“They were very nice, they were very understanding. You know, it happens: You can forget you have a fucking gun,” said Rose just before a rendition of the bad-boy anthem Out To Get Me. “It wasn’t my gun”.
The matter wasn’t made public before the show, as such, fans in the audience got the “scoop” firsthand.
Was it worth the hype?
While it wasn’t the full-on Appetite for Destruction-era reunion many had hoped for, the 3/5 classic Guns members experience definitely brings a bang for the buck with their lengthy performance and expert musicianship.
Axl’s voice was in excellent shape throughout the concert as he displayed the wide vocal range he is known for. The only signs of wear in his voice happened during the closing encore Paradise City at the end of a complete near 30 song set. Judging by visible panting and the expressions on his face after hitting the high notes, Rose truly gives his all for the fans.
The enthusiastic crowd was also delighted to see Slash, the ever cool top-hat, leather clad guitar slinger. SkyDome was buzzing when the fuzzy-haired, Les Paul-clad guitarist played the blistering solos to songs like Sweet Child O’Mine, but admittedly it looked slightly out of place when Richard Fortus played the solos created by Slash.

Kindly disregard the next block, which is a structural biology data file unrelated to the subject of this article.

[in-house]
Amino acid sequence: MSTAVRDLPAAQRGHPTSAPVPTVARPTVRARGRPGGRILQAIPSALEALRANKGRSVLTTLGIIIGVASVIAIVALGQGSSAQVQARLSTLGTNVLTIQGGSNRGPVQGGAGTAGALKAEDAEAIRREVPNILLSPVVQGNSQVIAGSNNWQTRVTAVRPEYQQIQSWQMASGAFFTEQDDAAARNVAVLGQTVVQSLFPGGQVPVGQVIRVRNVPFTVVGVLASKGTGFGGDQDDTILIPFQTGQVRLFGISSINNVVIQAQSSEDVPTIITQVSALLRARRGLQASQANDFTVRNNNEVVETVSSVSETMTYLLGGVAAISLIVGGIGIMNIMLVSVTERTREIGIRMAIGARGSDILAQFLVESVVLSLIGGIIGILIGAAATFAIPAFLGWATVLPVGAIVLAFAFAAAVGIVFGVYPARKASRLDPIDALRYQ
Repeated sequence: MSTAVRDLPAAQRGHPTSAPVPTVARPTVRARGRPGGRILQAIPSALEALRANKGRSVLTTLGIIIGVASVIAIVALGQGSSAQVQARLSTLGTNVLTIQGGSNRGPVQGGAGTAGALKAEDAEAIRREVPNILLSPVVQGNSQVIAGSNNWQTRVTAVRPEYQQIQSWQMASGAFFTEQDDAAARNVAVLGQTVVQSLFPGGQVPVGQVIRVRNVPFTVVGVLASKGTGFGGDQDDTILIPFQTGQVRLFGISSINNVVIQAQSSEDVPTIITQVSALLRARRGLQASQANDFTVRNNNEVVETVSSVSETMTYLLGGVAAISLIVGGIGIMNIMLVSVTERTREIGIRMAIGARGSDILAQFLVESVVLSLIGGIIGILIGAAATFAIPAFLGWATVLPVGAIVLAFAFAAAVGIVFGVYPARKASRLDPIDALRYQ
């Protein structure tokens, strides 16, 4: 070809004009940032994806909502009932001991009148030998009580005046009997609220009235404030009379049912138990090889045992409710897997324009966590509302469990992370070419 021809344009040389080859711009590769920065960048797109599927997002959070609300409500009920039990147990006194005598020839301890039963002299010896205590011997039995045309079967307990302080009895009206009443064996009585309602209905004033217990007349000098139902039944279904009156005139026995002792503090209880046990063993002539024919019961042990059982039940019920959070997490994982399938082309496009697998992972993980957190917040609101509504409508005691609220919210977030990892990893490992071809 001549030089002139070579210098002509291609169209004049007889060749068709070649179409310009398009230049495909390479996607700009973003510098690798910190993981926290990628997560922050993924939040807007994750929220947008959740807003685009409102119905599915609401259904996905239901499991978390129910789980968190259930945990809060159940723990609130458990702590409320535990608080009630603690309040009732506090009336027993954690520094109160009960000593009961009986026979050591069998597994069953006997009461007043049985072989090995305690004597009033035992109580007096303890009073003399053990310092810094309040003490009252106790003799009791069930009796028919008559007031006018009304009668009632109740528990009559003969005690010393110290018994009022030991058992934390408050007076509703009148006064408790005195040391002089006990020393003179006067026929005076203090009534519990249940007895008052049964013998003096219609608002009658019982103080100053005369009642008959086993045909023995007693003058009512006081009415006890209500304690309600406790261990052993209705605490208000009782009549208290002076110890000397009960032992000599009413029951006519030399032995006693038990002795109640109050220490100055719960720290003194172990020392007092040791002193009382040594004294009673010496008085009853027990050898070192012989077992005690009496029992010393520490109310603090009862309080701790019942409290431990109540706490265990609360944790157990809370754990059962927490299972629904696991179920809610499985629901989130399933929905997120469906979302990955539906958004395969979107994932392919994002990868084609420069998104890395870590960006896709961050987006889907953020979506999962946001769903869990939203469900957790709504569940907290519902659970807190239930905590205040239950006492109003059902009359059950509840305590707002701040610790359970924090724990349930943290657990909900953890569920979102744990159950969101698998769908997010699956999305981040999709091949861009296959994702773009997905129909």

Bassist Duff McKagan even got his share of the spotlight as he sang lead on Attitude as the gunners covered punk outfit The Misfits.
I will gladly tell anyone who will listen that I was at Guns N’Roses 2016 . I’ll proudly add, “I survived Guns N’Roses 2016, including scorching heat and a tight, rough crowd”.
It’s So Easy
Welcome to the Jungle
Double Talkin’ Jive
(with Slash intro solo)
Live and Let Die
You Could Be Mine
(Misfits cover) (with “You Can’t Put Your Arms… more )
This I Love
(with Voodoo Child Outro)
(with band introductions)
Speak Softly Love (Love Theme From The Godfather)
(Andy Williams cover) (instrumental, Slash guitar solo)
Sweet Child O’ Mine
Out Ta Get Me
Slash & Richard Fortus Guitar Duet
(“Wish You Were Here” with “Layla” outro)
Knockin’ on Heaven’s Door
(Bob Dylan cover)
(“Angie” by the Rolling Stones)
(The Who cover)